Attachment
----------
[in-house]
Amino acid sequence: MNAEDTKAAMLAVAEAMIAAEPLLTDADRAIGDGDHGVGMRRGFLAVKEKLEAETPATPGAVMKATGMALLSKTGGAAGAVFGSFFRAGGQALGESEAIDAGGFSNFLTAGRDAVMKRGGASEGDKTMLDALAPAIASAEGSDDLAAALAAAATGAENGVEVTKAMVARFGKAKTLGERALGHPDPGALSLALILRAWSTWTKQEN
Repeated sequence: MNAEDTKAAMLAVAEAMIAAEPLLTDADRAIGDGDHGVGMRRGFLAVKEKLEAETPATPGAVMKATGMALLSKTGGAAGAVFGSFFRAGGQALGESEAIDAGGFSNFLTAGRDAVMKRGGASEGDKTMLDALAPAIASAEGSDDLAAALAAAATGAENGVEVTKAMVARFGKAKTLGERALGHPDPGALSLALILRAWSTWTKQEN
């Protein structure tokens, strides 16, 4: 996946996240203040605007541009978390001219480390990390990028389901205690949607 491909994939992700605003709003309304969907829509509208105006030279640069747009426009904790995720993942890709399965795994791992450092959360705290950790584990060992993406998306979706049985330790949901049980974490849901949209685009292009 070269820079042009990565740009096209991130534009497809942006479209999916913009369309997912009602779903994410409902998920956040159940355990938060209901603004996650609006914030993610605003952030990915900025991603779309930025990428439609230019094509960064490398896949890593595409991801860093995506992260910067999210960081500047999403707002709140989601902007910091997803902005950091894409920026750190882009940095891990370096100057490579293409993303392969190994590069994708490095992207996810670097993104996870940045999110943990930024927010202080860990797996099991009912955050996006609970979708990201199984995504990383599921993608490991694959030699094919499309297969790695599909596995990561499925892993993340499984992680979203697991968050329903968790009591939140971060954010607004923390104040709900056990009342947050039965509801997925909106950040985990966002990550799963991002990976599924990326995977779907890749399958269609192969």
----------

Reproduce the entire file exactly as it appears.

[in-house]
Amino acid sequence: MNAEDTKAAMLAVAEAMIAAEPLLTDADRAIGDGDHGVGMRRGFLAVKEKLEAETPATPGAVMKATGMALLSKTGGAAGAVFGSFFRAGGQALGESEAIDAGGFSNFLTAGRDAVMKRGGASEGDKTMLDALAPAIASAEGSDDLAAALAAAATGAENGVEVTKAMVARFGKAKTLGERALGHPDPGALSLALILRAWSTWTKQEN
Repeated sequence: MNAEDTKAAMLAVAEAMIAAEPLLTDADRAIGDGDHGVGMRRGFLAVKEKLEAETPATPGAVMKATGMALLSKTGGAAGAVFGSFFRAGGQALGESEAIDAGGFSNFLTAGRDAVMKRGGASEGDKTMLDALAPAIASAEGSDDLAAALAAAATGAENGVEVTKAMVARFGKAKTLGERALGHPDPGALSLALILRAWSTWTKQEN
């Protein structure tokens, strides 16, 4: 996946996240203040605007541009978390001219480390990390990028389901205690949607 491909994939992700605003709003309304969907829509509208105006030279640069747009426009904790995720993942890709399965795994791992450092959360705290950790584990060992993406998306979706049985330790949901049980974490849901949209685009292009 070269820079042009990565740009096209991130534009497809942006479209999916913009369309997912009602779903994410409902998920956040159940355990938060209901603004996650609006914030993610605003952030990915900025991603779309930025990428439609230019094509960064490398896949890593595409991801860093995506992260910067999210960081500047999403707002709140989601902007910091997803902005950091894409920026750190882009940095891990370096100057490579293409993303392969190994590069994708490095992207996810670097993104996870940045999110943990930024927010202080860990797996099991009912955050996006609970979708990201199984995504990383599921993608490991694959030699094919499309297969790695599909596995990561499925892993993340499984992680979203697991968050329903968790009591939140971060954010607004923390104040709900056990009342947050039965509801997925909106950040985990966002990550799963991002990976599924990326995977779907890749399958269609192969």